Content varies from quarter to quarter.
Civilization as we know it would be impossible without oil. Not only does this one resource provide fuels for every conceivable mode of transport, civilian and military, it is the origin for an infinite universe of fundamental goods, from computers and clothes to fertilizer and medicine. Petroleum is the most highly traded commodity on Earth and the most politicized. Over 130 nations now import their oil, a vast web of vulnerability. No modern military can exist without it; a shrinking number of nations possess it. The “haves” are largely in unstable regions, the “have nots” in advanced and emergent economies. Indeed, oil’s bounty completely inverts the modern “order of nations,” giving former colonies resource dominance over former colonizers. Advanced nations, meanwhile, have built societies of unprecedented wealth and freedom on the back of a commodity that now comes from often troubled, repressive regimes—regimes who view their oil not merely as an origin of wealth, but a foundation of their very sovereignty. For these reasons and more, understanding the contemporary world requires a familiarity with the global petroleum system and its geopolitics. This course will take up:
--nature of petroleum and distribution of reserves --the global oil industry, its history, development, and economics --centers of global demand (past, present, future) and of global supply --patterns of conflict and cooperation in oil geopolitics --OPEC, Russia and resource nationalism --case studies: East Asia and the Persian Gulf; U.S. and Saudi Arabia; China, Europe and Central Asia --petroleum and climate change --alternatives to oil: how might the system evolve? Controversial topics to be examined:
--oil and the resource curse --concepts of energy security --Peak oil: fact or urban legend? --“Resource Wars”: a real threat? --the “oil weapon” and U.S. foreign policy: should America be in the Middle East?
Student learning goals
Students will know the history and politics of the global oil industry and its role in the making of the 20th and 21st centuries. They will understand that globalization of this industry today is part of globalization generally.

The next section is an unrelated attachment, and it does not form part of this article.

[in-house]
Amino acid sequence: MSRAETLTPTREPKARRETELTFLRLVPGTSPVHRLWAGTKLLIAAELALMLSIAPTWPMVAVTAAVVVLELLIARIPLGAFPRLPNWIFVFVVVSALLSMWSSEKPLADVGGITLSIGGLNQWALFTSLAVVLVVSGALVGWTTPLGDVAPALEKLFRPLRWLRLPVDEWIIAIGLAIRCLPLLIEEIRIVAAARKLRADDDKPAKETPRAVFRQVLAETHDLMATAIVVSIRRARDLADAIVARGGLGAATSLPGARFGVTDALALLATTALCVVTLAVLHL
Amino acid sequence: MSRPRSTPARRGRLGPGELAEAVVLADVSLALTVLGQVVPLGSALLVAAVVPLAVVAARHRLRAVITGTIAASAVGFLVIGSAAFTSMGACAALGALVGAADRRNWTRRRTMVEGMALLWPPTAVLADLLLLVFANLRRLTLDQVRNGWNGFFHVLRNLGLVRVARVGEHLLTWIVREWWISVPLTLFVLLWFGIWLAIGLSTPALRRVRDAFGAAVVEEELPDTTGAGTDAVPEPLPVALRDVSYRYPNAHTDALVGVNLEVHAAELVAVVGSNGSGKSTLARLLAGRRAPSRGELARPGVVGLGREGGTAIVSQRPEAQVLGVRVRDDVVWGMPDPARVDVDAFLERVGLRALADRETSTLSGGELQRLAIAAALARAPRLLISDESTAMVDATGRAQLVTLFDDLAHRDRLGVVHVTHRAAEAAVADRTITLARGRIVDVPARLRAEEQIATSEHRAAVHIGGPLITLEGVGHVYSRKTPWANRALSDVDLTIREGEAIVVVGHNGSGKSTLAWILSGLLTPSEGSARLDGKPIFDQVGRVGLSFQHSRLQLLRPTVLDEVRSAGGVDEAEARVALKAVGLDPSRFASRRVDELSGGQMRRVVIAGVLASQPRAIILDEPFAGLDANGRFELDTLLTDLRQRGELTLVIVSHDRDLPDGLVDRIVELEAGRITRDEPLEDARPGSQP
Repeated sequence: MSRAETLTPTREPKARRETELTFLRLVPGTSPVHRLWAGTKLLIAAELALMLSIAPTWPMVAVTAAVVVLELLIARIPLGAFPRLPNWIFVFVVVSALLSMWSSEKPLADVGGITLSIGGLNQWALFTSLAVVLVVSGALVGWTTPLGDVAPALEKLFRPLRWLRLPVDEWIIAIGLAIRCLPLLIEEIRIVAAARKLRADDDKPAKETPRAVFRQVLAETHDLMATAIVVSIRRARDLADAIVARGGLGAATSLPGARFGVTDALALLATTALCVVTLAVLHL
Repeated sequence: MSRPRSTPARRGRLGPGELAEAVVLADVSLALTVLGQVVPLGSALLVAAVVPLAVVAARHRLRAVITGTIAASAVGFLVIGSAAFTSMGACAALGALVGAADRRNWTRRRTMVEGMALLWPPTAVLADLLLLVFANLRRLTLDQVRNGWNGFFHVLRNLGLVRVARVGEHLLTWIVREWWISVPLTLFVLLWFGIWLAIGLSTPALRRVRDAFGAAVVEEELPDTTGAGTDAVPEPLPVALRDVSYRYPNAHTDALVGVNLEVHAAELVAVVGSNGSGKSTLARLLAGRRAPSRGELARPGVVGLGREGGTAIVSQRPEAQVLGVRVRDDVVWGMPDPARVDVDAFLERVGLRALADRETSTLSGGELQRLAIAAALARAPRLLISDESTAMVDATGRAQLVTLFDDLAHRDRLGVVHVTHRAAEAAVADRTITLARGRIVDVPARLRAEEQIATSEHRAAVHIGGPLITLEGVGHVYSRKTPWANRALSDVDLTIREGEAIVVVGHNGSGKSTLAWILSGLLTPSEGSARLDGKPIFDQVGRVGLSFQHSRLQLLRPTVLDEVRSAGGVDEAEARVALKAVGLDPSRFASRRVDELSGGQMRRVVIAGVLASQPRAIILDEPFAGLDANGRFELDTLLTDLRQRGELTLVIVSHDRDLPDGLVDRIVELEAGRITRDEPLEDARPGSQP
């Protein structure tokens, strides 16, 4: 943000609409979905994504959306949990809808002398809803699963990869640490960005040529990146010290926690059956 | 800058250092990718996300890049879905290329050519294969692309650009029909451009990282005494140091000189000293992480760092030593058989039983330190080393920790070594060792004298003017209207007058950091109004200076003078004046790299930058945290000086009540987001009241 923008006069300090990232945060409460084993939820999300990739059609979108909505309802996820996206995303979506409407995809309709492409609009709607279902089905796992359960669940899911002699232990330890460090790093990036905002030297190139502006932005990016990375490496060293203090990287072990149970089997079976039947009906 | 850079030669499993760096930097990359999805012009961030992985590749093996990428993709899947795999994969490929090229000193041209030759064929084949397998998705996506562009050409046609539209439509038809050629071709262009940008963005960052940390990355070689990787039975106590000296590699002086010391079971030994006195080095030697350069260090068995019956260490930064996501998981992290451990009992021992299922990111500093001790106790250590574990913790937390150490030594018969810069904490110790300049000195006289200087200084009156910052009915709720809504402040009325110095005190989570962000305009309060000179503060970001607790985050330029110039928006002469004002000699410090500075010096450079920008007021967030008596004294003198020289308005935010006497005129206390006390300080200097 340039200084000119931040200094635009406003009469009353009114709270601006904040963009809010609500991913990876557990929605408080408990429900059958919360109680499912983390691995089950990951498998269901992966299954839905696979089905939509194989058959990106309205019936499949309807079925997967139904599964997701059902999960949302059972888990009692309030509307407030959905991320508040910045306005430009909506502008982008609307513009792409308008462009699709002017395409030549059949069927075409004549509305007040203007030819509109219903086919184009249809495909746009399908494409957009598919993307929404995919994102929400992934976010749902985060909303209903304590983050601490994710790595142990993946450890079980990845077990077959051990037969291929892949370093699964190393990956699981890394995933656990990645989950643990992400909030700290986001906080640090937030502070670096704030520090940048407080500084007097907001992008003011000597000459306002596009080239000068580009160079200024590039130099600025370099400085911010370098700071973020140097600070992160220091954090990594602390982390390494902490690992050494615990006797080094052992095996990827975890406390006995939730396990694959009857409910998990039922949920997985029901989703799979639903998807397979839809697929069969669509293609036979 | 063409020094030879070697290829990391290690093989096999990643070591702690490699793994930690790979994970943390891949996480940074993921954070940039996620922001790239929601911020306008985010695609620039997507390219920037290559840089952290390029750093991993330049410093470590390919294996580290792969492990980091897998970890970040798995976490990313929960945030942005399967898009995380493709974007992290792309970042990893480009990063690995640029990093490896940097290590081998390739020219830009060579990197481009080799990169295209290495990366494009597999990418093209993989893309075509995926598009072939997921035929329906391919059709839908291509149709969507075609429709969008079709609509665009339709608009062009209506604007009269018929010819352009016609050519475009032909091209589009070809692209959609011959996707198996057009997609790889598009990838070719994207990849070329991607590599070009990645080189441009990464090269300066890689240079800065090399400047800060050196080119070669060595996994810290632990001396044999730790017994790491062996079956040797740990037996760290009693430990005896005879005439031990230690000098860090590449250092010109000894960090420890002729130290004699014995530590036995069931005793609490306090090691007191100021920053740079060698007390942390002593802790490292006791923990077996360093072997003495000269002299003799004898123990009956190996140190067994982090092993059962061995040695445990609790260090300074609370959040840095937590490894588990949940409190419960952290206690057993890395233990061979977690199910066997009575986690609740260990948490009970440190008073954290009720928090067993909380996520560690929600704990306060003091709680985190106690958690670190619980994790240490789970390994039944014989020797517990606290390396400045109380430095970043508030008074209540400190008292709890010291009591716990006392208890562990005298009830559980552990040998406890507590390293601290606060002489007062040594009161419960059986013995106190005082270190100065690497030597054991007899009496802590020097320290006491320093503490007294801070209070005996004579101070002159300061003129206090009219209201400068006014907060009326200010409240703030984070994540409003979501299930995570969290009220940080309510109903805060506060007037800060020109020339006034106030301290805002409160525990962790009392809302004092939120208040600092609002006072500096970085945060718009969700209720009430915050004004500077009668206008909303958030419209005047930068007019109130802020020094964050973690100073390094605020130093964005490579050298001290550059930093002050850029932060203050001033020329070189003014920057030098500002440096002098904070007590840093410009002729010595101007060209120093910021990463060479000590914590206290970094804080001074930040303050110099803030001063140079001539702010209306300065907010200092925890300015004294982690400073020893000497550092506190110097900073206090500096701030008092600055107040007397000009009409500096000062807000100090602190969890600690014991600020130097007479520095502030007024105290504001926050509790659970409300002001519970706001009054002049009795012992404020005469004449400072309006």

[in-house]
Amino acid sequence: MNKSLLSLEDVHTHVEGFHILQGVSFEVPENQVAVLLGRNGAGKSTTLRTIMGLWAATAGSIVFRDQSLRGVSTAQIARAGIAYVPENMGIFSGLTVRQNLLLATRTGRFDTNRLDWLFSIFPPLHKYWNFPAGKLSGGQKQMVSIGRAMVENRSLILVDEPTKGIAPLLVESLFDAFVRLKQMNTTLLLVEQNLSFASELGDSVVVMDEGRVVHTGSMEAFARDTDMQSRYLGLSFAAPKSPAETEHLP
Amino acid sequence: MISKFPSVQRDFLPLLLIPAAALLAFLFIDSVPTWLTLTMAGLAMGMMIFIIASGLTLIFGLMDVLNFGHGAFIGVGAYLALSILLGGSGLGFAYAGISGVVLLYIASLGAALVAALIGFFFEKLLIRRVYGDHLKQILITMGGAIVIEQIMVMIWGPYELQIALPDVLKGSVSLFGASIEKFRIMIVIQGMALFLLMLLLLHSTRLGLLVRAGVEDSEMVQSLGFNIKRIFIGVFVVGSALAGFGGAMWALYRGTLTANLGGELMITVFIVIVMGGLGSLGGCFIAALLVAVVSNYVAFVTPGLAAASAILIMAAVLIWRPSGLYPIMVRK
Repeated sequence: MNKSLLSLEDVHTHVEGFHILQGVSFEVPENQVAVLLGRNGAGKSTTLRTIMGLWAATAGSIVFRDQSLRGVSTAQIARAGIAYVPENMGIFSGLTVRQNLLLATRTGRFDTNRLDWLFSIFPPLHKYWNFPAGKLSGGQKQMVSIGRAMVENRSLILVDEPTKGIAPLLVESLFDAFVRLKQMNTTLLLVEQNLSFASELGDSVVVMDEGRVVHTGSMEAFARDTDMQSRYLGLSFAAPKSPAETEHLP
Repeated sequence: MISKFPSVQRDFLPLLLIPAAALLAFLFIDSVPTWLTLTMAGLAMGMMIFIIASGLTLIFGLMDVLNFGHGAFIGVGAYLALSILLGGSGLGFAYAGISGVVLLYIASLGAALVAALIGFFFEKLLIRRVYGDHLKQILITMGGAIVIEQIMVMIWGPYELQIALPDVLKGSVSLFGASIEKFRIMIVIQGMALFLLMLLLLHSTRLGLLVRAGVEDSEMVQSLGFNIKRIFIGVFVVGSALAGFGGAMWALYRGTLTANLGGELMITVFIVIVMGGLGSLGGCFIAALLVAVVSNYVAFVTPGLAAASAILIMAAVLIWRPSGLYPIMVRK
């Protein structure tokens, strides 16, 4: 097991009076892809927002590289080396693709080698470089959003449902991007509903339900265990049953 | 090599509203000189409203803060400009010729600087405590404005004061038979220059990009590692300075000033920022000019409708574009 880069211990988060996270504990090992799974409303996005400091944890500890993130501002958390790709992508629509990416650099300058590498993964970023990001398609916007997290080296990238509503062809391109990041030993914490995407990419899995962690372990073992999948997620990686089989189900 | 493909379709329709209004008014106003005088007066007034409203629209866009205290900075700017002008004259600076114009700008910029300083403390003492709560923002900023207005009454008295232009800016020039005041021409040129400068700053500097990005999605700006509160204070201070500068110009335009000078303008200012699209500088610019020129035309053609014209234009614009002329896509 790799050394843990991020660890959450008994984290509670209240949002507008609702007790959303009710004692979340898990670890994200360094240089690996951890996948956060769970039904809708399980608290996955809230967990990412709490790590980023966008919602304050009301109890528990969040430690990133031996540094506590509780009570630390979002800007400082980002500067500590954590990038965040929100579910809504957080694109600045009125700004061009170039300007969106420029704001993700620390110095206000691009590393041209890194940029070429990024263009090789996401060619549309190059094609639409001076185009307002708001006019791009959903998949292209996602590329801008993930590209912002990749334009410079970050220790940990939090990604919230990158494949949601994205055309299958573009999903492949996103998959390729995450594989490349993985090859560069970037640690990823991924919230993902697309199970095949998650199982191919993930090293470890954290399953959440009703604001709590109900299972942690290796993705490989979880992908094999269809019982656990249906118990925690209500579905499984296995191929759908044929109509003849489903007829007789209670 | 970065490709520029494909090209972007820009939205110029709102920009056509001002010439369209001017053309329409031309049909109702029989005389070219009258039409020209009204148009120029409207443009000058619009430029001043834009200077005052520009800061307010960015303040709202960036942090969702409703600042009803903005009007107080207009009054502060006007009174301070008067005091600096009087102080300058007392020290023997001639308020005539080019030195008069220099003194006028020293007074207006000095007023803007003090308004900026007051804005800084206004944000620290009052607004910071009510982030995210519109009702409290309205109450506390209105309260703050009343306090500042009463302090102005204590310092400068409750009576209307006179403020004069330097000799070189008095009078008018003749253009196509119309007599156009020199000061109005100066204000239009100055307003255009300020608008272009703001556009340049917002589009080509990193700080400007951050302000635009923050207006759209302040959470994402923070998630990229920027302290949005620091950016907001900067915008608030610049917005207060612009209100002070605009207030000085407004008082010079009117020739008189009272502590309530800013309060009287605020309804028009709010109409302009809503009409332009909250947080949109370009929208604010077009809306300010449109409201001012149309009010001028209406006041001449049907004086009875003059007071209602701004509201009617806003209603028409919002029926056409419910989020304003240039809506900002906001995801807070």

Students will understand the basics of petroleum exploration, drilling, production, the global transport system, what products come from crude oil, and their role in contemporary society.
Students will learn the meaning of reserves and basic petroleum economics; this will include where such reserves exist, how they are determined, and debates over their abundance (Peak Oil vs. Non-Peak Oil positions).
Students will learn about the role of politics in the global oil system, why such politicization exists, the relative positions of importers vs. exporters, the ideas of the "oil weapon" and the "oil curse."
Students will learn about the history, structure, and nature of OPEC and its economic and political status in
General method of instruction
Some familiarity with economic concepts. Recommended (but not required): either JSIS 200 (States and Capitalism) or JSIS 201 (Making of the 21st Century)
Class assignments and grading
Short papers, quizzes, weekly postings on required readings, class projects, final research paper/presentation.
We will be using three main texts, with supplementary readings from online information sources. Our texts are: The Prize, by Daniel Yergin; Oil 101, by Morgan Downey, and Powers that Be, by Scott L. Montgomery. These have been ordered and should become available through the Ubookstore.
Short papers - 20%; Quizzes – 15%; weekly postings – 20%; class projects – 15%; final research paper/presentation – 30%.